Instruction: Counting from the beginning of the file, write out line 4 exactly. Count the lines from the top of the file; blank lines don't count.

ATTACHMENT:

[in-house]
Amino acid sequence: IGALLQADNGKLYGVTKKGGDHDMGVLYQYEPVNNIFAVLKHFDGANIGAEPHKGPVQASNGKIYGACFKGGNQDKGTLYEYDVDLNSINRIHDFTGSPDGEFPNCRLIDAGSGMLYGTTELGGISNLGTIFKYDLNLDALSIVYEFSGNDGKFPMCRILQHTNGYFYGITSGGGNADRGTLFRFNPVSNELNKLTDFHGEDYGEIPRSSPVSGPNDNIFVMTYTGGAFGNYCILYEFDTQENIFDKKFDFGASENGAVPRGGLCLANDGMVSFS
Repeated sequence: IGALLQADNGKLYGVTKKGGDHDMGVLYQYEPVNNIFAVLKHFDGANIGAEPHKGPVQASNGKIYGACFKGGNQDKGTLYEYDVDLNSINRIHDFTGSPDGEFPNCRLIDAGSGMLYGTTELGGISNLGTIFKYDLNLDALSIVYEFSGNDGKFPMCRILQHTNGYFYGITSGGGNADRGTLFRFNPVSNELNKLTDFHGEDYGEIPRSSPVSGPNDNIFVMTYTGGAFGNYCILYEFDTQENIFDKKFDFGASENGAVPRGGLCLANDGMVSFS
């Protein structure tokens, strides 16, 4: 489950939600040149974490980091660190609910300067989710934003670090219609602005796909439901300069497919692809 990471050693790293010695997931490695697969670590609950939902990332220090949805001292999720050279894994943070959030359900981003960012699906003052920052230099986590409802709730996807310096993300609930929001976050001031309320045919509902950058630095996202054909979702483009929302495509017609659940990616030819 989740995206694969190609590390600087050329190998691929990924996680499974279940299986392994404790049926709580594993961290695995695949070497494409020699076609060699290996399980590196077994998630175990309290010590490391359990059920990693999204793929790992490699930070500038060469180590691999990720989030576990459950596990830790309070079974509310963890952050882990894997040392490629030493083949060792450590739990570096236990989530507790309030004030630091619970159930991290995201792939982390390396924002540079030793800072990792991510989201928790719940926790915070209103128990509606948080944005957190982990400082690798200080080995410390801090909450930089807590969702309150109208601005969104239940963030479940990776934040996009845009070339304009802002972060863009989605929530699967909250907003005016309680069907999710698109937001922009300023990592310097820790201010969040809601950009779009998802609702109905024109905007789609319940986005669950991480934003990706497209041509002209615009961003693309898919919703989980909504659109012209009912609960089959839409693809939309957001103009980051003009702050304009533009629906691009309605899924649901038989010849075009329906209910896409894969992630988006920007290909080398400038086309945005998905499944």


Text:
């Protein structure tokens, strides 16, 4: 489950939600040149974490980091660190609910300067989710934003670090219609602005796909439901300069497919692809 990471050693790293010695997931490695697969670590609950939902990332220090949805001292999720050279894994943070959030359900981003960012699906003052920052230099986590409802709730996807310096993300609930929001976050001031309320045919509902950058630095996202054909979702483009929302495509017609659940990616030819 989740995206694969190609590390600087050329190998691929990924996680499974279940299986392994404790049926709580594993961290695995695949070497494409020699076609060699290996399980590196077994998630175990309290010590490391359990059920990693999204793929790992490699930070500038060469180590691999990720989030576990459950596990830790309070079974509310963890952050882990894997040392490629030493083949060792450590739990570096236990989530507790309030004030630091619970159930991290995201792939982390390396924002540079030793800072990792991510989201928790719940926790915070209103128990509606948080944005957190982990400082690798200080080995410390801090909450930089807590969702309150109208601005969104239940963030479940990776934040996009845009070339304009802002972060863009989605929530699967909250907003005016309680069907999710698109937001922009300023990592310097820790201010969040809601950009779009998802609702109905024109905007789609319940986005669950991480934003990706497209041509002209615009961003693309898919919703989980909504659109012209009912609960089959839409693809939309957001103009980051003009702050304009533009629906691009309605899924649901038989010849075009329906209910896409894969992630988006920007290909080398400038086309945005998905499944």